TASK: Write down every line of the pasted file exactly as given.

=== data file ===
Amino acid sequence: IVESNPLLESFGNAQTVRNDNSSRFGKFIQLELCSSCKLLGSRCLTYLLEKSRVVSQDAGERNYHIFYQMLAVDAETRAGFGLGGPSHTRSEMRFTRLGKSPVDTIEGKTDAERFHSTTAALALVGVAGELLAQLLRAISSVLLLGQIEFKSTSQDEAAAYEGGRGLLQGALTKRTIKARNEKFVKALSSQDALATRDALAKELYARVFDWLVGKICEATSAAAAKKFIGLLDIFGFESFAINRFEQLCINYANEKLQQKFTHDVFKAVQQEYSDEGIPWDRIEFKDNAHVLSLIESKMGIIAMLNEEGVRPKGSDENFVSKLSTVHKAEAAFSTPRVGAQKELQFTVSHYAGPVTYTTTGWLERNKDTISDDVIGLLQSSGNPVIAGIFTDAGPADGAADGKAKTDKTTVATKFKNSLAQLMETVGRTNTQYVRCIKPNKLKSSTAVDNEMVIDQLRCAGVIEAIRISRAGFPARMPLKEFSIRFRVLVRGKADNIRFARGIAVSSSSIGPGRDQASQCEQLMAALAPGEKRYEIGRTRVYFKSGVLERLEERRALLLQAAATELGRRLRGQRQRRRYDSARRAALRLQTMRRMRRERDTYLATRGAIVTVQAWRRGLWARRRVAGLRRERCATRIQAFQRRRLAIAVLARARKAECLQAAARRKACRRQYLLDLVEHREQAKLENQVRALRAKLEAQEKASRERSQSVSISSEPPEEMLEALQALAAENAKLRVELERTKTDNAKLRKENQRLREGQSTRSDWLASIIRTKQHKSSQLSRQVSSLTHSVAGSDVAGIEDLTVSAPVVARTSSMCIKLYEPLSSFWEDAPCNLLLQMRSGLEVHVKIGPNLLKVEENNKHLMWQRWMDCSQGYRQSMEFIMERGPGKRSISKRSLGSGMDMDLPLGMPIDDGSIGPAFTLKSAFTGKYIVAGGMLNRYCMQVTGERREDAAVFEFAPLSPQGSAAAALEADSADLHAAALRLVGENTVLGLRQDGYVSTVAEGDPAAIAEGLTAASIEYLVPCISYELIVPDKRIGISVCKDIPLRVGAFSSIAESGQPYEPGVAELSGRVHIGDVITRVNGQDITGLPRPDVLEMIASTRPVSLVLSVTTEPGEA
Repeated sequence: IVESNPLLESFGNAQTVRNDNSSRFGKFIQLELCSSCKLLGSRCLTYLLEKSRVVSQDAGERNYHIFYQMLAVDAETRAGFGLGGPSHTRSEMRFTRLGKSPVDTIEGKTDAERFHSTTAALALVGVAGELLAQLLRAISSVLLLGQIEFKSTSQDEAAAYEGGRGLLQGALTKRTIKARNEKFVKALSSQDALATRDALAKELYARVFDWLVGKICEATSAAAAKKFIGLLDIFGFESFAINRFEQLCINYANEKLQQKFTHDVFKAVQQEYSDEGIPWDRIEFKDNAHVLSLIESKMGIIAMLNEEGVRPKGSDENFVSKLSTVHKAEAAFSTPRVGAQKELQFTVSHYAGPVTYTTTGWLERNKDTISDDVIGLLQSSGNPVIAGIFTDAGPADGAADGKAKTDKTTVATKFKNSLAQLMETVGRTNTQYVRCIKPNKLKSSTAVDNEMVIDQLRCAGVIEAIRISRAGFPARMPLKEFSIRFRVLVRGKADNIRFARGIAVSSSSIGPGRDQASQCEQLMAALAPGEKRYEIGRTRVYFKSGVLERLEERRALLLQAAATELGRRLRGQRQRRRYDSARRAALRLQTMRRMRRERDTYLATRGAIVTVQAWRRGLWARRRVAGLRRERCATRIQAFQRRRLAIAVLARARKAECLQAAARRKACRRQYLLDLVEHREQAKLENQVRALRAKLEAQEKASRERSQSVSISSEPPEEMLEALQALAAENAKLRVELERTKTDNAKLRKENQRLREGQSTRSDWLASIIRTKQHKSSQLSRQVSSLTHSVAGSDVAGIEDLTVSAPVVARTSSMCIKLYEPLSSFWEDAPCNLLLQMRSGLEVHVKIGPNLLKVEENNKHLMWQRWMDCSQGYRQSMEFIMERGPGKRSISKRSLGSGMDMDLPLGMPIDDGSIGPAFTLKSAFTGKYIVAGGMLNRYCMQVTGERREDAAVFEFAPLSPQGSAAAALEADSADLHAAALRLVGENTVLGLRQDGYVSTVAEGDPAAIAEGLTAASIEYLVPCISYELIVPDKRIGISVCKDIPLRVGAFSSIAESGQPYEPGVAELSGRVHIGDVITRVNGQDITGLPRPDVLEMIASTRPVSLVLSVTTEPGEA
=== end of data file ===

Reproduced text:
Amino acid sequence: IVESNPLLESFGNAQTVRNDNSSRFGKFIQLELCSSCKLLGSRCLTYLLEKSRVVSQDAGERNYHIFYQMLAVDAETRAGFGLGGPSHTRSEMRFTRLGKSPVDTIEGKTDAERFHSTTAALALVGVAGELLAQLLRAISSVLLLGQIEFKSTSQDEAAAYEGGRGLLQGALTKRTIKARNEKFVKALSSQDALATRDALAKELYARVFDWLVGKICEATSAAAAKKFIGLLDIFGFESFAINRFEQLCINYANEKLQQKFTHDVFKAVQQEYSDEGIPWDRIEFKDNAHVLSLIESKMGIIAMLNEEGVRPKGSDENFVSKLSTVHKAEAAFSTPRVGAQKELQFTVSHYAGPVTYTTTGWLERNKDTISDDVIGLLQSSGNPVIAGIFTDAGPADGAADGKAKTDKTTVATKFKNSLAQLMETVGRTNTQYVRCIKPNKLKSSTAVDNEMVIDQLRCAGVIEAIRISRAGFPARMPLKEFSIRFRVLVRGKADNIRFARGIAVSSSSIGPGRDQASQCEQLMAALAPGEKRYEIGRTRVYFKSGVLERLEERRALLLQAAATELGRRLRGQRQRRRYDSARRAALRLQTMRRMRRERDTYLATRGAIVTVQAWRRGLWARRRVAGLRRERCATRIQAFQRRRLAIAVLARARKAECLQAAARRKACRRQYLLDLVEHREQAKLENQVRALRAKLEAQEKASRERSQSVSISSEPPEEMLEALQALAAENAKLRVELERTKTDNAKLRKENQRLREGQSTRSDWLASIIRTKQHKSSQLSRQVSSLTHSVAGSDVAGIEDLTVSAPVVARTSSMCIKLYEPLSSFWEDAPCNLLLQMRSGLEVHVKIGPNLLKVEENNKHLMWQRWMDCSQGYRQSMEFIMERGPGKRSISKRSLGSGMDMDLPLGMPIDDGSIGPAFTLKSAFTGKYIVAGGMLNRYCMQVTGERREDAAVFEFAPLSPQGSAAAALEADSADLHAAALRLVGENTVLGLRQDGYVSTVAEGDPAAIAEGLTAASIEYLVPCISYELIVPDKRIGISVCKDIPLRVGAFSSIAESGQPYEPGVAELSGRVHIGDVITRVNGQDITGLPRPDVLEMIASTRPVSLVLSVTTEPGEA
Repeated sequence: IVESNPLLESFGNAQTVRNDNSSRFGKFIQLELCSSCKLLGSRCLTYLLEKSRVVSQDAGERNYHIFYQMLAVDAETRAGFGLGGPSHTRSEMRFTRLGKSPVDTIEGKTDAERFHSTTAALALVGVAGELLAQLLRAISSVLLLGQIEFKSTSQDEAAAYEGGRGLLQGALTKRTIKARNEKFVKALSSQDALATRDALAKELYARVFDWLVGKICEATSAAAAKKFIGLLDIFGFESFAINRFEQLCINYANEKLQQKFTHDVFKAVQQEYSDEGIPWDRIEFKDNAHVLSLIESKMGIIAMLNEEGVRPKGSDENFVSKLSTVHKAEAAFSTPRVGAQKELQFTVSHYAGPVTYTTTGWLERNKDTISDDVIGLLQSSGNPVIAGIFTDAGPADGAADGKAKTDKTTVATKFKNSLAQLMETVGRTNTQYVRCIKPNKLKSSTAVDNEMVIDQLRCAGVIEAIRISRAGFPARMPLKEFSIRFRVLVRGKADNIRFARGIAVSSSSIGPGRDQASQCEQLMAALAPGEKRYEIGRTRVYFKSGVLERLEERRALLLQAAATELGRRLRGQRQRRRYDSARRAALRLQTMRRMRRERDTYLATRGAIVTVQAWRRGLWARRRVAGLRRERCATRIQAFQRRRLAIAVLARARKAECLQAAARRKACRRQYLLDLVEHREQAKLENQVRALRAKLEAQEKASRERSQSVSISSEPPEEMLEALQALAAENAKLRVELERTKTDNAKLRKENQRLREGQSTRSDWLASIIRTKQHKSSQLSRQVSSLTHSVAGSDVAGIEDLTVSAPVVARTSSMCIKLYEPLSSFWEDAPCNLLLQMRSGLEVHVKIGPNLLKVEENNKHLMWQRWMDCSQGYRQSMEFIMERGPGKRSISKRSLGSGMDMDLPLGMPIDDGSIGPAFTLKSAFTGKYIVAGGMLNRYCMQVTGERREDAAVFEFAPLSPQGSAAAALEADSADLHAAALRLVGENTVLGLRQDGYVSTVAEGDPAAIAEGLTAASIEYLVPCISYELIVPDKRIGISVCKDIPLRVGAFSSIAESGQPYEPGVAELSGRVHIGDVITRVNGQDITGLPRPDVLEMIASTRPVSLVLSVTTEPGEA